But China’s true “communist” period was just three decades out of a 5,000-year history, the rest of which featured a social bent toward markets in general (the Chinese are inveterate gamblers, for example) and past periods of serious global trade connectivity (recall the Silk Road of yore). Add in the strong focus on family ties and a deep spiritual history that has long featured free competition among various faiths and we’re not exactly talking about some brother from another planet.
So forget trying to figure out today’s China through its own history, an endless cycle of disintegrating peace and integrating war. Think about it this way: Right now, China is somewhere in the historical vicinity of “rising America” circa 1880—absent democracy, of course. Once you realize that, then depending on where you go around China, you can locate yourself somewhere in the last 125 years of America’s own ascendancy.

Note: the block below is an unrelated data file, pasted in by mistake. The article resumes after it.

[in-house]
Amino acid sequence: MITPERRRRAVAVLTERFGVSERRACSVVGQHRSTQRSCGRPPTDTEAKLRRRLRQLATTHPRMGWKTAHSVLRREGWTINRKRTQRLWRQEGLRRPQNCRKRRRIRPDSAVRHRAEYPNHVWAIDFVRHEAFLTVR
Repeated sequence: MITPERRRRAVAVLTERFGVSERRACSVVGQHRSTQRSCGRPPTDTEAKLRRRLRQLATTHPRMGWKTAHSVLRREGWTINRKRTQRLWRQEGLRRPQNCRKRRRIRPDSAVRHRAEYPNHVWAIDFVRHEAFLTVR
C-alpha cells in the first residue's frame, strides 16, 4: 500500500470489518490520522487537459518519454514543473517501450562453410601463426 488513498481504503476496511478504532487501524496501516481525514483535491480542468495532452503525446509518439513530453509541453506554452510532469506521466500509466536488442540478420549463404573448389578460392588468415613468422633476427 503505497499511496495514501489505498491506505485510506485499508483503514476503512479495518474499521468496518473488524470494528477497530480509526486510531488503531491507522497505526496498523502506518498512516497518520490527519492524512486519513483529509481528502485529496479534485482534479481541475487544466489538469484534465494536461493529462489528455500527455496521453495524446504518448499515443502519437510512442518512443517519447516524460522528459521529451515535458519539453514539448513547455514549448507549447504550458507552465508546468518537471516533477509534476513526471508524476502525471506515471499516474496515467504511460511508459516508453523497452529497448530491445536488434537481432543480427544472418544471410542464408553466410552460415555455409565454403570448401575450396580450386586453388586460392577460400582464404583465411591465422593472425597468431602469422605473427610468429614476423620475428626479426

Some examples: Foreign policy-wise, you’re looking at a mild-mannered Teddy Roosevelt: China’s military stick is getting bigger, but it still prefers to speak softly, mostly threatening small island nations (read: Taiwan) off its coast.
The nation is likewise undergoing a construction and investment boom that’s right out of 1920s America, and frankly, that should give pause to anyone concerned with global economic stability. China’s banking and financial industries are about as regulated as ours were prior to the Great Crash of 1929. But there’s no sign of a slowdown. Shanghai already has 4,000 skyscrapers—twice as many as New York—and plans another thousand.
Check out China’s space program, which just put its first man in orbit. Beijing now speaks openly of repeating our 1960s quest for the moon. Groovy! Let me just raise my glass of Tang in salute and wonder why Americans aren’t on Mars yet. Speaking of which, there’s also a sexual revolution brewing, with China’s urban youth taking one great leap forward from Father Knows Best to Sex and the City. This revolution won’t be televised, but it’s being compulsively blogged.